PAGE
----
Watching WITH Jesus

An admirable step in our Christian walk is to begin to look for Jesus in the events and people we come upon. Looking for the face of Christ in others can help us move away from seeing so many enemies in our path and allow us to see the deep connections we share with others. Looking for the will of Christ in painful events can help bring us to a place of acceptance and breakthroughs of understanding can present themselves. The things we didn’t want to happen actually can be seen as being transformed and placed within the ultimate will of God for us and the world. We can move to that place where we don’t take pain quite so personally. But, still, when I am looking for Christ I am really putting myself at the center of things. Whether or not I see him becomes the most important thing. In a way, looking for Christ is an attitude of belligerence toward God: we are demanding that he show himself.

What God really asks us to do is to watch with Jesus. That involves deeper, and harder, work on our part. It involves acceptance. We are asked to move from being entangled in our world and looking for the little visits Christ may make to us to that place where we abide with Christ and observe the events in our world as situations where God’s will is being enacted. There we can come to see that we are not the primary actors in our lives. God, through Christ, is the primary actor in all of life.

Sometimes our search for the Lord’s presence takes on a frantic air where we desperately search for understanding so that we can make sense of what is going on. If we continue to sit quietly and listen, however, we will be taken to a more substantial place of grounding where we may actually have less understanding but more of a sense of well-being and trust.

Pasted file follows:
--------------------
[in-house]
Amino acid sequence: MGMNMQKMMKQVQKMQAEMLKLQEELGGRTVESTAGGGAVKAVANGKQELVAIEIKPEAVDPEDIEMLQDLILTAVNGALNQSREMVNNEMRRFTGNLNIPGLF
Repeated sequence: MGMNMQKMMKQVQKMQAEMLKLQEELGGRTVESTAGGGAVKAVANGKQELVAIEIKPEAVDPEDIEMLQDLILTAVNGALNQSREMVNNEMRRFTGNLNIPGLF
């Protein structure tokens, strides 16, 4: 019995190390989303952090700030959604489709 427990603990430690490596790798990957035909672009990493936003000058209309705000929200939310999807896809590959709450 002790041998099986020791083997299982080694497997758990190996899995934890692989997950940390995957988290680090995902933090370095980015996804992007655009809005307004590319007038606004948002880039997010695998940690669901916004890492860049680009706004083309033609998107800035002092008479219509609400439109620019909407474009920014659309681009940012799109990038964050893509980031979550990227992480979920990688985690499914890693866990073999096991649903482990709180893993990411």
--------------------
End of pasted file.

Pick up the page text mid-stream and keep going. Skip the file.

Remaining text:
A key spiritual tool is acceptance. We begin by learning to accept our situations, our pain, our sorrows, as things which simply are. Then we grow to see that God is not out to get us but that his gracious will includes our salvation. The same tool can be used with Christ himself. I can learn to begin each day, live each moment, accepting the presence of the Lord as reality. As I watch with him, rather than for him, I am able to see events and people more as God does. It becomes apparent that God is for me, not against me, and that God is for all his people.

In the Garden of Gethsemane, Jesus asks those close to him to watch with him. If we were to put as much energy into imagining who God is as we do thinking about all that is happening to us, our very lives would be transformed. Rather than trying to convince God to see things as we see them, perhaps we should try to see them as God does. Instead of seeing God as a being outside your world, imagine the world more as something outside your relationship with Christ. Things happen to us, comfortable and uncomfortable, yet Christ abides with us in each and every moment.                     

                                                                                                                            

Yours faithfully,

Robert C. Wisnewski, Jr.